Since writing about coding of the Ebola virus disease in ICD-9 and ICD-10 for last month’s Coding Challenge, an interesting conundrum has come to light that I want to share with you.
It turns out there are two different codes that can be assigned to Ebola virus disease in ICD-9 depending on the way Ebola is located in the ICD-9 Alphabetic Index. Continue reading
The MU of NLP. Haven’t heard of that yet? Well, it’s a new concept and I think it’s going to become as standard and important as Meaningful Use of EHRs. As important as MU is for EHR adoption and in fully evolving healthcare from the paper era, the true revolutionary advances are going to come from making sense of all of the digital data being collected in an electronic health record.
So, what are the Stage 1 requirements for meeting Meaningful Use of Natural Language Processing? The criteria are twofold. The first part is the criteria for establishing a fully integrated NLP platform with your clinical workflows. The second part is meeting two key use cases. Continue reading
As the fourth American Ebola patient, a physician serving in West Africa, was flown to the U.S. for emergency care this week, I was reminded that public health also wins from the implementation of ICD-10.
According to World Health Organization (WHO), the latest Ebola outbreak has killed almost 2,300 people in five West African countries. Medical workers have been hit hard by the Ebola epidemic. As of late August, more than 240 healthcare workers had developed Ebola and more than 120 had died. Continue reading
A 65-year old female was seen as an outpatient by her internist for monitoring of her hypertension and type 2 diabetes mellitus. During the course of the visit, the patient told her physician that she had been feeling sad and depressed as of late. After discussion, the patient agreed to a trial of antidepressant medication therapy. Prescription renewals for enalapril and metformin along with a new prescription for the antidepressant were sent to the patient’s pharmacy electronically. The diagnoses for the visit were hypertension, type 2 diabetes mellitus and depression. Assign diagnoses codes for this outpatient encounter. Continue reading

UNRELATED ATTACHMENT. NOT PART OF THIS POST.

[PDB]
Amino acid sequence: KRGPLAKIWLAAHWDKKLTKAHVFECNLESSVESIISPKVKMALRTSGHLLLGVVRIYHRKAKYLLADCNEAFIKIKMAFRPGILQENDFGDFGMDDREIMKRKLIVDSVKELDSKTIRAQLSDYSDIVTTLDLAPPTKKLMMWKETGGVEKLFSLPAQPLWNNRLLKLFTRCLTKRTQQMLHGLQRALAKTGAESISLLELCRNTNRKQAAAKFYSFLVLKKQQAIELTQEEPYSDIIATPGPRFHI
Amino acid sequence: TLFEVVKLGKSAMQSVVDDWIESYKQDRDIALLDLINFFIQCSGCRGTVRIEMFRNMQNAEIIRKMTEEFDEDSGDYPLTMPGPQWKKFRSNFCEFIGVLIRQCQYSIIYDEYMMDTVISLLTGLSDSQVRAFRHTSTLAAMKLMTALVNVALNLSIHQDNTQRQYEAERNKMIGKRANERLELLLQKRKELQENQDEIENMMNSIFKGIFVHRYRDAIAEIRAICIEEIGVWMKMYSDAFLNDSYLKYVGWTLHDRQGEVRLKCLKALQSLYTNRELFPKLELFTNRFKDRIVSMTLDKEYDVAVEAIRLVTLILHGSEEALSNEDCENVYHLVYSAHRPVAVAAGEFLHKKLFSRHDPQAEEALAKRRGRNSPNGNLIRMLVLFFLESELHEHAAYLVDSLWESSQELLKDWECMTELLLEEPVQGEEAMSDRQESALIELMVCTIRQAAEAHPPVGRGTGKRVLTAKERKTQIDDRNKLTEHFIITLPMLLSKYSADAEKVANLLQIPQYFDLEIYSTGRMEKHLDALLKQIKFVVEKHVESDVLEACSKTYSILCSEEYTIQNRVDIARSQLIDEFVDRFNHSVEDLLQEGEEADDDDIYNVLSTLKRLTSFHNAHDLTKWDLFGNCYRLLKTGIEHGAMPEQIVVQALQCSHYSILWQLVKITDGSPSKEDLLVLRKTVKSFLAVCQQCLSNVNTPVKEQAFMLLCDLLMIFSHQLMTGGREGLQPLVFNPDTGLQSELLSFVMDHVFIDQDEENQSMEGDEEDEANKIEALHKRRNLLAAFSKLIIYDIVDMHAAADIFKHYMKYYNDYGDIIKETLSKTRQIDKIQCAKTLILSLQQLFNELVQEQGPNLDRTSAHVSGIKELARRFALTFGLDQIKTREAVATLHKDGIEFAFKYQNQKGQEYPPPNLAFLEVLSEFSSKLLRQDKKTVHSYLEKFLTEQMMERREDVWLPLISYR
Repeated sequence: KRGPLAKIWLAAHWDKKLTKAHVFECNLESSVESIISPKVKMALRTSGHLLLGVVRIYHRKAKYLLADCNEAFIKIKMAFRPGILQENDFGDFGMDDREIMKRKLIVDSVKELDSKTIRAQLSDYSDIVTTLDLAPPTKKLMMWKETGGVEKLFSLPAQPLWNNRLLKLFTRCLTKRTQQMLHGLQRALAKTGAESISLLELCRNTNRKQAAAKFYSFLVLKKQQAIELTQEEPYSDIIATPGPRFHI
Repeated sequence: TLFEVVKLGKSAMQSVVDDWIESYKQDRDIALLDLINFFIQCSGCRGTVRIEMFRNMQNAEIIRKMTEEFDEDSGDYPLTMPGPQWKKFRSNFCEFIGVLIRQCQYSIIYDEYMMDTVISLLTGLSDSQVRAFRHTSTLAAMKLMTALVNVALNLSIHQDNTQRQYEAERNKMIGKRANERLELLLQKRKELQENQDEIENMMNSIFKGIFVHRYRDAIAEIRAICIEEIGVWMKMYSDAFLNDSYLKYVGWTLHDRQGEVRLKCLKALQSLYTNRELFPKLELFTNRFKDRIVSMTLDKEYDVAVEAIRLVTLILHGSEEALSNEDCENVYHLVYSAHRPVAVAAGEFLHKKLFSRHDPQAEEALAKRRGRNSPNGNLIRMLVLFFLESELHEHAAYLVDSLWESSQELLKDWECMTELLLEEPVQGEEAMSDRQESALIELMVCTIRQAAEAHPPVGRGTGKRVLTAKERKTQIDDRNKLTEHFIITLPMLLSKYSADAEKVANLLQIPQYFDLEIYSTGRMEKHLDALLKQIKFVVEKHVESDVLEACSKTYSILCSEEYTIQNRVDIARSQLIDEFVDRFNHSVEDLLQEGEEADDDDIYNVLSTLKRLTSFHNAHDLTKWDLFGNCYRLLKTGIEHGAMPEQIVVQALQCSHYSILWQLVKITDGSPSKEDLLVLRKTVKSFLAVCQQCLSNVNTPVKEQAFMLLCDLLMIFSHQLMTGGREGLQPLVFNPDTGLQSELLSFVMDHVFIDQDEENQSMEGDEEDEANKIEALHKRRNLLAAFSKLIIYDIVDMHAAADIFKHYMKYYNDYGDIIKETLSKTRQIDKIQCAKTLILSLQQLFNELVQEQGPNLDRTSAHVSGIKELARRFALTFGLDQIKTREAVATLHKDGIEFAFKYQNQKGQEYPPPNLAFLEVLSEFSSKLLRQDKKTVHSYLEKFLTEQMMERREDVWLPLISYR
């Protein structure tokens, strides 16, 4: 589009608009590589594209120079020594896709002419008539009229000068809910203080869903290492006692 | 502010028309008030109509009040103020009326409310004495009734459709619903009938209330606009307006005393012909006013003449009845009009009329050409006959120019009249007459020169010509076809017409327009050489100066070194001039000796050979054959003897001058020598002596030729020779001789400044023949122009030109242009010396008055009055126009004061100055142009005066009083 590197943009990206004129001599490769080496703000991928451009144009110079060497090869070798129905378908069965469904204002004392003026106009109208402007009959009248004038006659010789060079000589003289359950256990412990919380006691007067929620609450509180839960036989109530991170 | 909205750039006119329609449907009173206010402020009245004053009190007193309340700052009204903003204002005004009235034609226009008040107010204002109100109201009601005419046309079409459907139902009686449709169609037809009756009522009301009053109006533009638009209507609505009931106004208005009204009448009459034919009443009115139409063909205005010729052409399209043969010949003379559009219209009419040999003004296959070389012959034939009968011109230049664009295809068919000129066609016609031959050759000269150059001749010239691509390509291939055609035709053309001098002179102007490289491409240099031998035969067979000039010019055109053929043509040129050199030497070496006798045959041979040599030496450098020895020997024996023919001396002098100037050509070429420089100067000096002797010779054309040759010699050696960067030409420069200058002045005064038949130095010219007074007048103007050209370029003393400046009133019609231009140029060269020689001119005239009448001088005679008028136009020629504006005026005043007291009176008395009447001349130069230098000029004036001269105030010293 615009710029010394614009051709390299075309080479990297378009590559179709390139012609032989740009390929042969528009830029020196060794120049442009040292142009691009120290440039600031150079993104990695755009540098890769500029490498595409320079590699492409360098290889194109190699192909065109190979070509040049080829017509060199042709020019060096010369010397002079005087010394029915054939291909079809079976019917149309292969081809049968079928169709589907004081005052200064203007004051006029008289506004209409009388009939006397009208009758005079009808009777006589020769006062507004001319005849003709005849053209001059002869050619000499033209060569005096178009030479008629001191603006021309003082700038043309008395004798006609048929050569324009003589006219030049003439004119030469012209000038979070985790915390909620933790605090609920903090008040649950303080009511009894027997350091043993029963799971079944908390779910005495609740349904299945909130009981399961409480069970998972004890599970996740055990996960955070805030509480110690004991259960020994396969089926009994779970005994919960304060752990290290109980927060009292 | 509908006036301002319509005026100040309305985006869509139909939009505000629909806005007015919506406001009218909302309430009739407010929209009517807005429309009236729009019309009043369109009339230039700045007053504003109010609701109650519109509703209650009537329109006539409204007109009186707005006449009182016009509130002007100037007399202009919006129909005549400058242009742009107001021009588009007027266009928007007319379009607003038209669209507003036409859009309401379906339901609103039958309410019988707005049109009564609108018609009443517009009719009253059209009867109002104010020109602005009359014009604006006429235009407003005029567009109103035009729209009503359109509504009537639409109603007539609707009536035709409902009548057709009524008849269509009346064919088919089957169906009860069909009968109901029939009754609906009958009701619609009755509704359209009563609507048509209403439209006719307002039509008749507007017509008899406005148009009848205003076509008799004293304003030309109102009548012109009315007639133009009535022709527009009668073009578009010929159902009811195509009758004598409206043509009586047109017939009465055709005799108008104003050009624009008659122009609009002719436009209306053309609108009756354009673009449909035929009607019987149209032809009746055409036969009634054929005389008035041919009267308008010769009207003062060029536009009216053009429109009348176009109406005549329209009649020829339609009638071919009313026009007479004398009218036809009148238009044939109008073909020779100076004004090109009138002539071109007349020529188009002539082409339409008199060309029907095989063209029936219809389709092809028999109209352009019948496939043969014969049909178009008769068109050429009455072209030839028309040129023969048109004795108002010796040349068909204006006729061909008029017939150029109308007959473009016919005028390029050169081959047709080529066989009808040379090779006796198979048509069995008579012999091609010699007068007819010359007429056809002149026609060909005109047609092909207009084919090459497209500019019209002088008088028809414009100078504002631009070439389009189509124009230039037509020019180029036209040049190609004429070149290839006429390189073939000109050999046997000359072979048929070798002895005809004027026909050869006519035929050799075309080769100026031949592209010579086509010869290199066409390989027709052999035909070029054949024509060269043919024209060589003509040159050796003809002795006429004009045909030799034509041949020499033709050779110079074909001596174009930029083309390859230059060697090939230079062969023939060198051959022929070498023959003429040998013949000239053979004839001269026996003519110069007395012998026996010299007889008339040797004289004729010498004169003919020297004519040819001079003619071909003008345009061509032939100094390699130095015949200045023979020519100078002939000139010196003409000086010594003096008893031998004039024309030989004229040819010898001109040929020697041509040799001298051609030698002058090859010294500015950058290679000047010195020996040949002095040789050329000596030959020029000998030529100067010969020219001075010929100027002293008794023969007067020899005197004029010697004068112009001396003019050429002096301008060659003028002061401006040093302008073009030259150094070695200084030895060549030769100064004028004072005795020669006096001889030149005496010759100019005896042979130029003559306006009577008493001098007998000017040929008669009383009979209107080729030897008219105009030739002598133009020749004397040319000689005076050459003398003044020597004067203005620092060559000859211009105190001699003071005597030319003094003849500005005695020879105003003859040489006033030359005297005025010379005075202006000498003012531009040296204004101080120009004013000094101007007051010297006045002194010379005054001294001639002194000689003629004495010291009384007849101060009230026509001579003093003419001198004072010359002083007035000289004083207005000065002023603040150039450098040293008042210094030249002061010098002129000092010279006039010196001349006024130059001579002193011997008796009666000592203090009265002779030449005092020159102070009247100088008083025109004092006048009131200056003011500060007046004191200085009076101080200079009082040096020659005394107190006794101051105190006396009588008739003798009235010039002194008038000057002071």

Blog by Sue Belley
A man from a small village in Guinea, West Africa, presented to his village health clinic with a severe headache, vomiting, diarrhea and severe pains in his back. He was initially thought to have malaria, but upon transfer to a special unit at a hospital in Conakry he was diagnosed with Ebola. The patient went on to develop disseminated intravascular coagulopathy, SIRS and shock. The patient was treated with intravenous fluid and electrolytes, vitamin K, oxygen and blood pressure support. He eventually succumbed. Assign codes for this inpatient encounter and sequence appropriately. Continue reading
The small nation of Papua New Guinea was an early adopter of ICD-10, inspired by its neighbor Australia. In the remote provinces of New Guinea, an ICD-10 codebook is considered a precious object. One codebook is granted to each village and entrusted to the care of the village coder, who is held in the highest esteem by the people. The account that follows gives us yet another example of the quiet heroism of the ICD-10 coder.*